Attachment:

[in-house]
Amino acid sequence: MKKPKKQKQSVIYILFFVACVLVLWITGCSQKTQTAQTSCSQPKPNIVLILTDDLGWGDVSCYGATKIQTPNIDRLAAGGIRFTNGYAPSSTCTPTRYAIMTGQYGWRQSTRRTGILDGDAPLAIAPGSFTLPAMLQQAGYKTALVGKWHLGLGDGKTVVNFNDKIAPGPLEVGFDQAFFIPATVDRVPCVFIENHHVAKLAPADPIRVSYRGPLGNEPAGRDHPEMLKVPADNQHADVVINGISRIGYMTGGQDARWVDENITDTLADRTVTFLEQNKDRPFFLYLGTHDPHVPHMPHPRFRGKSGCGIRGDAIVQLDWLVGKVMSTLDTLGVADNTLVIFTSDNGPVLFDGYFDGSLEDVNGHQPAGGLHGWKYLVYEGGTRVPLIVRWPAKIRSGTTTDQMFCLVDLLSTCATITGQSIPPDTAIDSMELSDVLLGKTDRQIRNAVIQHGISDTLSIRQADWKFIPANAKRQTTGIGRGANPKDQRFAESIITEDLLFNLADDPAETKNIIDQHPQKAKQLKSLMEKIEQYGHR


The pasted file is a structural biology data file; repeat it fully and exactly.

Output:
[in-house]
Amino acid sequence: MKKPKKQKQSVIYILFFVACVLVLWITGCSQKTQTAQTSCSQPKPNIVLILTDDLGWGDVSCYGATKIQTPNIDRLAAGGIRFTNGYAPSSTCTPTRYAIMTGQYGWRQSTRRTGILDGDAPLAIAPGSFTLPAMLQQAGYKTALVGKWHLGLGDGKTVVNFNDKIAPGPLEVGFDQAFFIPATVDRVPCVFIENHHVAKLAPADPIRVSYRGPLGNEPAGRDHPEMLKVPADNQHADVVINGISRIGYMTGGQDARWVDENITDTLADRTVTFLEQNKDRPFFLYLGTHDPHVPHMPHPRFRGKSGCGIRGDAIVQLDWLVGKVMSTLDTLGVADNTLVIFTSDNGPVLFDGYFDGSLEDVNGHQPAGGLHGWKYLVYEGGTRVPLIVRWPAKIRSGTTTDQMFCLVDLLSTCATITGQSIPPDTAIDSMELSDVLLGKTDRQIRNAVIQHGISDTLSIRQADWKFIPANAKRQTTGIGRGANPKDQRFAESIITEDLLFNLADDPAETKNIIDQHPQKAKQLKSLMEKIEQYGHR